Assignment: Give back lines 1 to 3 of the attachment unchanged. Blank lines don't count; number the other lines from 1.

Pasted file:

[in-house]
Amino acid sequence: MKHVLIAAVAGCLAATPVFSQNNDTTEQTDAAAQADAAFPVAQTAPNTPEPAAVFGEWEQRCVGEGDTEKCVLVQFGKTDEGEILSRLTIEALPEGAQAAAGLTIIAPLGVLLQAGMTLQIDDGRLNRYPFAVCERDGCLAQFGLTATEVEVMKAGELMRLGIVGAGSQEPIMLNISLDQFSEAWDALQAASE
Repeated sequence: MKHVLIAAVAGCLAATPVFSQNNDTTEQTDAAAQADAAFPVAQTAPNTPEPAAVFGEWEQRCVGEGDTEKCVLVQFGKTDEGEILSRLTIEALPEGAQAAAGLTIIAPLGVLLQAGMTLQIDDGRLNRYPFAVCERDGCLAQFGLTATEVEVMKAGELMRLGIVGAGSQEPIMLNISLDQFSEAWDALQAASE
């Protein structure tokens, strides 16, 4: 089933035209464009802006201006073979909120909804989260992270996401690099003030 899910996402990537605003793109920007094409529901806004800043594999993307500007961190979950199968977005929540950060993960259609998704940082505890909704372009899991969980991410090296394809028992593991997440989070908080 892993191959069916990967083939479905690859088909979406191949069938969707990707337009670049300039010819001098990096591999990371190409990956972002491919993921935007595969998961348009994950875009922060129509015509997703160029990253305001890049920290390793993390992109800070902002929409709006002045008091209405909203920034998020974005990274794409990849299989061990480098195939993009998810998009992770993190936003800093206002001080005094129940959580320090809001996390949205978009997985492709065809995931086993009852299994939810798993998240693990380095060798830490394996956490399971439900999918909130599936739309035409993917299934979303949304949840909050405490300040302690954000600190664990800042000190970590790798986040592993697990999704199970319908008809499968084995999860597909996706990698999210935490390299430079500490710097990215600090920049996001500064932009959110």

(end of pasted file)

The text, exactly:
[in-house]
Amino acid sequence: MKHVLIAAVAGCLAATPVFSQNNDTTEQTDAAAQADAAFPVAQTAPNTPEPAAVFGEWEQRCVGEGDTEKCVLVQFGKTDEGEILSRLTIEALPEGAQAAAGLTIIAPLGVLLQAGMTLQIDDGRLNRYPFAVCERDGCLAQFGLTATEVEVMKAGELMRLGIVGAGSQEPIMLNISLDQFSEAWDALQAASE
Repeated sequence: MKHVLIAAVAGCLAATPVFSQNNDTTEQTDAAAQADAAFPVAQTAPNTPEPAAVFGEWEQRCVGEGDTEKCVLVQFGKTDEGEILSRLTIEALPEGAQAAAGLTIIAPLGVLLQAGMTLQIDDGRLNRYPFAVCERDGCLAQFGLTATEVEVMKAGELMRLGIVGAGSQEPIMLNISLDQFSEAWDALQAASE